In addition, CRDC has a partnership with Georgia-Pacific, which acts as a broker to get the company feedstock, so CRDC can “focus more on the conversion and transformation of the plastic.”

Georgia-Pacific has strong ties to MRFs in the area, Gibby said, which made York a strong option when the company was in the early planning stages. Since then, however, CRDC has realized that mixed bales from MRFs often contain too many contaminants like glass and metal to be usable. 

“Once it’s baled up with all those others, it’s not extractable for us at that point,” he said. 

Instead, a large portion of the feedstock for the York facility is coming from nearby industrial sources. Gibby said CRDC is also currently getting some cleanup event plastic from as far away as Alaska, but “that’s temporary because our objective is to have plants everywhere.” 

The additive can be made with plastics 1-7, including multilayer polymers, Gibby said, and can handle some level of organic contamination – such as sand off beaches, slime out of rivers, food out of municipal waste streams or paper labels. 

The third stream of feedstock comes from CRDC’s “Bag that Builds” program, which allows residents to turn in plastics to the facility. York residents have responded enthusiastically to that program, Gibby said. 

“We’ve been pleasantly surprised by how much engagement we’ve gotten from the community itself,” he said. “If we had gone to a much larger city we wouldn’t have necessarily been able to make as much of an impact in the community or had so much engagement and enthusiasm and passion for what we’re doing.”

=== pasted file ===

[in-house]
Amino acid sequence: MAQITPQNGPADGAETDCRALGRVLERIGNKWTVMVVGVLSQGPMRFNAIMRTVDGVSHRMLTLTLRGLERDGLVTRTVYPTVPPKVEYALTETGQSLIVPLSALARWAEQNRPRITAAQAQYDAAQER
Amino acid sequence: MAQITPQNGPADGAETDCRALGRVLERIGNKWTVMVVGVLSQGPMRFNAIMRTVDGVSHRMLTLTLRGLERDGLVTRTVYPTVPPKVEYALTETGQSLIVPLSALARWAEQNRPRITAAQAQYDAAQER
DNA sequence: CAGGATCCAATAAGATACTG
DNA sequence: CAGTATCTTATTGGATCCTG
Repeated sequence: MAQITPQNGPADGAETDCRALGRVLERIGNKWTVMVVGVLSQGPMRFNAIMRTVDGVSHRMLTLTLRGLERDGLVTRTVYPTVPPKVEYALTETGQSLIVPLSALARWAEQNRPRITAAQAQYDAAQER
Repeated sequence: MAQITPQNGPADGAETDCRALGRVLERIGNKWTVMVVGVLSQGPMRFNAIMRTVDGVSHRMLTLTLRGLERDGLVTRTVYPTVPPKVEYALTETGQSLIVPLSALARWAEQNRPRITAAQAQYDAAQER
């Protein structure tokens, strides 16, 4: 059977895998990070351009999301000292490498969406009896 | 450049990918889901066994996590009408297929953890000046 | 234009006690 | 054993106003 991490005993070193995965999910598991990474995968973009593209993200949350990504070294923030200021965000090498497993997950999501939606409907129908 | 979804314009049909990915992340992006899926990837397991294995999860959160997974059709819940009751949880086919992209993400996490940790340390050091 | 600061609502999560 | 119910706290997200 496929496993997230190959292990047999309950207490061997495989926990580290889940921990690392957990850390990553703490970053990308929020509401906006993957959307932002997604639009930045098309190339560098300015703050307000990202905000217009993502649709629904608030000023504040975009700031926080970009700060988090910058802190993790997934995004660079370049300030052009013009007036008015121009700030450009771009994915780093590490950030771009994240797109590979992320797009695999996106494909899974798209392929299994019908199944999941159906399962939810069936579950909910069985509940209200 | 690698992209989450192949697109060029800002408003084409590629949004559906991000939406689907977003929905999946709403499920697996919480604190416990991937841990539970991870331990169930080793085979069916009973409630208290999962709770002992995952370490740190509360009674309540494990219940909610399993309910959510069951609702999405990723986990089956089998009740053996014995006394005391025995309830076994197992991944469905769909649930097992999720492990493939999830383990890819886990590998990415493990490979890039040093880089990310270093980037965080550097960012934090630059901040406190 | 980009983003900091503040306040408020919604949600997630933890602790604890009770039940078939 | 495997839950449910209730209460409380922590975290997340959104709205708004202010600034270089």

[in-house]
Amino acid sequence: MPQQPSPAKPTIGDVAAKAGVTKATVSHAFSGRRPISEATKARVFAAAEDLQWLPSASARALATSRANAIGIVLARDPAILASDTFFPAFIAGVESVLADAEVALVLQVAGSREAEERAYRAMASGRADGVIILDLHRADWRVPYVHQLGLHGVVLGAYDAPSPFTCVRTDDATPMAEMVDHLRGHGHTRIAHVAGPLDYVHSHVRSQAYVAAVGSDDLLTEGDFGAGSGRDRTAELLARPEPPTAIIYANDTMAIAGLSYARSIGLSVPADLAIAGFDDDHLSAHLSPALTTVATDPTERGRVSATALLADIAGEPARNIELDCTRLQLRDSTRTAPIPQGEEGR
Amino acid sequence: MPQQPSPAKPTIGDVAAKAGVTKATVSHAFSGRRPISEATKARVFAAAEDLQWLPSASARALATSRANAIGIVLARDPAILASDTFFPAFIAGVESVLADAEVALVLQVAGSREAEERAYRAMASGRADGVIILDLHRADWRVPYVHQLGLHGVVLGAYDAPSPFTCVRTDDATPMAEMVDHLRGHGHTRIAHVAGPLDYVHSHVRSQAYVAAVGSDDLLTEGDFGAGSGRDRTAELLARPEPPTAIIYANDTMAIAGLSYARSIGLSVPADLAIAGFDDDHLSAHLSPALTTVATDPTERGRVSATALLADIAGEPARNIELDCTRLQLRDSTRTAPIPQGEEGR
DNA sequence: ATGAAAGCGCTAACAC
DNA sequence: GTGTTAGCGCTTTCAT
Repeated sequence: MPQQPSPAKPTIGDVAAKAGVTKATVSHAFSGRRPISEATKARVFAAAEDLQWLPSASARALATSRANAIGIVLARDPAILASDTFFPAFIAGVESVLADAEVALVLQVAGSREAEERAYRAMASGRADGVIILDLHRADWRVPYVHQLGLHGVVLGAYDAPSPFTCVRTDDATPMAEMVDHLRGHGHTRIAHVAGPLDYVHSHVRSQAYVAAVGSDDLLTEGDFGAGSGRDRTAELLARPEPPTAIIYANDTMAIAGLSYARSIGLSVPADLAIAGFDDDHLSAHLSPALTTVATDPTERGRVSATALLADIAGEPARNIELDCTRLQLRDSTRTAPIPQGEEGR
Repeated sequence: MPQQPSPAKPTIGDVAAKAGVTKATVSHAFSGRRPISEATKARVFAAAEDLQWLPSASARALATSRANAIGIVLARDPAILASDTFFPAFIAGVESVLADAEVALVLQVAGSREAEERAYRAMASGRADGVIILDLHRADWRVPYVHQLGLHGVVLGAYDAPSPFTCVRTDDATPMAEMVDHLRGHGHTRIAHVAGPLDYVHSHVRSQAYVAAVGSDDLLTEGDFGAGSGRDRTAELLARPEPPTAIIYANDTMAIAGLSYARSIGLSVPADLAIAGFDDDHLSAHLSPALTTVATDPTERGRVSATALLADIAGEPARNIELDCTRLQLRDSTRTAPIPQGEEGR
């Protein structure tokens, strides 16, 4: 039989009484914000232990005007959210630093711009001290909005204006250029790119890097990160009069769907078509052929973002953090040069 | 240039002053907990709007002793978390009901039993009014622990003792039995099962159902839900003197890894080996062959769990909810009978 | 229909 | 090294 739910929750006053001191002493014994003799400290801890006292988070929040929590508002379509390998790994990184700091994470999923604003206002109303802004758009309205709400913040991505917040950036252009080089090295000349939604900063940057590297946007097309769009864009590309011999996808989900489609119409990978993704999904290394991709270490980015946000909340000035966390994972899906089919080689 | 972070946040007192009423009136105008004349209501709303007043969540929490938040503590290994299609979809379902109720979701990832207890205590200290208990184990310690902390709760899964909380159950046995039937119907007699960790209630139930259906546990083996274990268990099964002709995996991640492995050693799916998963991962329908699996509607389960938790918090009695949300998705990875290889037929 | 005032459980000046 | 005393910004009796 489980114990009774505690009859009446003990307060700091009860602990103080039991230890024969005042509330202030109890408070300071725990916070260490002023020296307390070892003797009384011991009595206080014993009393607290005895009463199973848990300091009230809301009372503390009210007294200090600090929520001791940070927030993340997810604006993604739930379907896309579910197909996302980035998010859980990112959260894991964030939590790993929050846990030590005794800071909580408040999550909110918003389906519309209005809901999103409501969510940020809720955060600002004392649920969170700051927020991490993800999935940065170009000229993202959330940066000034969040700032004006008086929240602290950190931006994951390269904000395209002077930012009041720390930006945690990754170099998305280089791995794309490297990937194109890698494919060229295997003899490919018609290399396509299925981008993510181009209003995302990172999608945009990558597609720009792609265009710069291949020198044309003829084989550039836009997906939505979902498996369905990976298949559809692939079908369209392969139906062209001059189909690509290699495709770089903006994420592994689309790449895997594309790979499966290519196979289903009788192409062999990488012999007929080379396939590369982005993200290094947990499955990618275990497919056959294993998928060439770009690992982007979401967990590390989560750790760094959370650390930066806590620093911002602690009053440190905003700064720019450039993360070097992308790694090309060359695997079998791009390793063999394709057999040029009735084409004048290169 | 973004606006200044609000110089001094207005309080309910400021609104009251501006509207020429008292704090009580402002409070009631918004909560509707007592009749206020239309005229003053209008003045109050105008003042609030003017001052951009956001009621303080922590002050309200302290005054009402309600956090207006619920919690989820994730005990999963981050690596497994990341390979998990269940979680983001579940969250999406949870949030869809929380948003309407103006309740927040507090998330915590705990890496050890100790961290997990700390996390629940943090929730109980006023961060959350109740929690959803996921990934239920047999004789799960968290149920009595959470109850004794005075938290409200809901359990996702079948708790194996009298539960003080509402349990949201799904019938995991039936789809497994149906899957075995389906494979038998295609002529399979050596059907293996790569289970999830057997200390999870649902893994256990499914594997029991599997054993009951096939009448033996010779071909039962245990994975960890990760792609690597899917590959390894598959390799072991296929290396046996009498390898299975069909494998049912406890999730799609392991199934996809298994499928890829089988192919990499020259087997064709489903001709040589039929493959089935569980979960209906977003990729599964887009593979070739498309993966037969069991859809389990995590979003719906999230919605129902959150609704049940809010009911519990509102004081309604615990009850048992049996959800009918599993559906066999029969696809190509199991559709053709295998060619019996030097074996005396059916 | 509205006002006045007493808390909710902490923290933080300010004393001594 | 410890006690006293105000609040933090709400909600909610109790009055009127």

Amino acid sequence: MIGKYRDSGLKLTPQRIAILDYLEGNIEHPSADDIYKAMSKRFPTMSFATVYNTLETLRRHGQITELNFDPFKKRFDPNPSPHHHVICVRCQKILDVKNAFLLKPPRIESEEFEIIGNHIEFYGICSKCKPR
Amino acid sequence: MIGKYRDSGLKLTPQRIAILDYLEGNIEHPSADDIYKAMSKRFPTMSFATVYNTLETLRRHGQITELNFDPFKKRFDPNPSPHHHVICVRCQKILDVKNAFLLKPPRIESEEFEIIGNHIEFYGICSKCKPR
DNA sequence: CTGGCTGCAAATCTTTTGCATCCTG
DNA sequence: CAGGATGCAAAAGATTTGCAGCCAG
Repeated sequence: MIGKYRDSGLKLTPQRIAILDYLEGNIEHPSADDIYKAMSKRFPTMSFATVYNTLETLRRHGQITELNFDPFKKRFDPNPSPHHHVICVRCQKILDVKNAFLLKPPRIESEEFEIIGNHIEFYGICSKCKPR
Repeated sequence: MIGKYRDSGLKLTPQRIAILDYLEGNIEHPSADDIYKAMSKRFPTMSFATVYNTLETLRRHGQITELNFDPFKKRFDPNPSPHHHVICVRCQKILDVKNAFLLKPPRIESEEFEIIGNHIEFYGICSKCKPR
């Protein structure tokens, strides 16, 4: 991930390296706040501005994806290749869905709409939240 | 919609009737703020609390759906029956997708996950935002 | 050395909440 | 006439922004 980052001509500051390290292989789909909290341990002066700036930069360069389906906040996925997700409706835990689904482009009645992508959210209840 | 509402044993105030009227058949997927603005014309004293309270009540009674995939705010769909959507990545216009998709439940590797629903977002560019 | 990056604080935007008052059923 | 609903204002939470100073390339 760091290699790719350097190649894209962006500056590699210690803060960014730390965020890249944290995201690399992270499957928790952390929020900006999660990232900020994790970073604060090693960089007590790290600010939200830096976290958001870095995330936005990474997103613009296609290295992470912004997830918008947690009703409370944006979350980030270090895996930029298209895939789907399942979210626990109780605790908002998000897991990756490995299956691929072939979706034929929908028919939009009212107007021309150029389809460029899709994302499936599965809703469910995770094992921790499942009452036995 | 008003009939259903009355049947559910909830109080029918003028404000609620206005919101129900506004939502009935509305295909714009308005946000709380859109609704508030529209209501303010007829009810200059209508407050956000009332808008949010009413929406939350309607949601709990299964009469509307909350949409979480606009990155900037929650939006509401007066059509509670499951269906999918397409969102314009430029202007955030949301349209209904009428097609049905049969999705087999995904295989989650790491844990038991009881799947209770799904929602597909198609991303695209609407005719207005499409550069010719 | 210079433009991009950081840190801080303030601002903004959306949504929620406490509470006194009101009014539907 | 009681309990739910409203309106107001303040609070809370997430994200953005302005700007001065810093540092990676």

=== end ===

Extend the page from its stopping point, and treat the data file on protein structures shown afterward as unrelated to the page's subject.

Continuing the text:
Gibby said CRDC never really promoted the bags program, but the local Rotary Club learned of it and got involved, spreading the message to other local groups and businesses. 

A local business decided it would become a bag collection point, then the mayor set up three more collection points around the city. Schools got involved, and Gibby said people have embraced it.

“It’s really taken off,” Gibby said. “We have people stopping by all day long and they don’t just want to drop off the bags, they want to talk and understand what we’re doing with the material, how it works. Some still are doubtful we can take everything they can put in the bag, and we educate them.” 

Looking to expand 

Gibby’s goals are to expand across the United States and globally, because there’s “considerable interest from island countries that have limited landfill space that inherit a lot of plastic washing up on beaches, and are tourist areas with a lot of visitors that create waste.” 

Right now, CRDC is developing national partners to help the company expand in the U.S. “as quickly as possible.” Gibby said the company is currently developing a strategic plan for which locations will come next. 

“It’s been kind of mind-blowing, to tell you the truth,” Gibby said. “I think it’s going to get bigger. It gives people hope. None of the plastic is going to landfill, none is getting burned and it won’t end up in the environment … it’s going into concrete that will help build their own community.”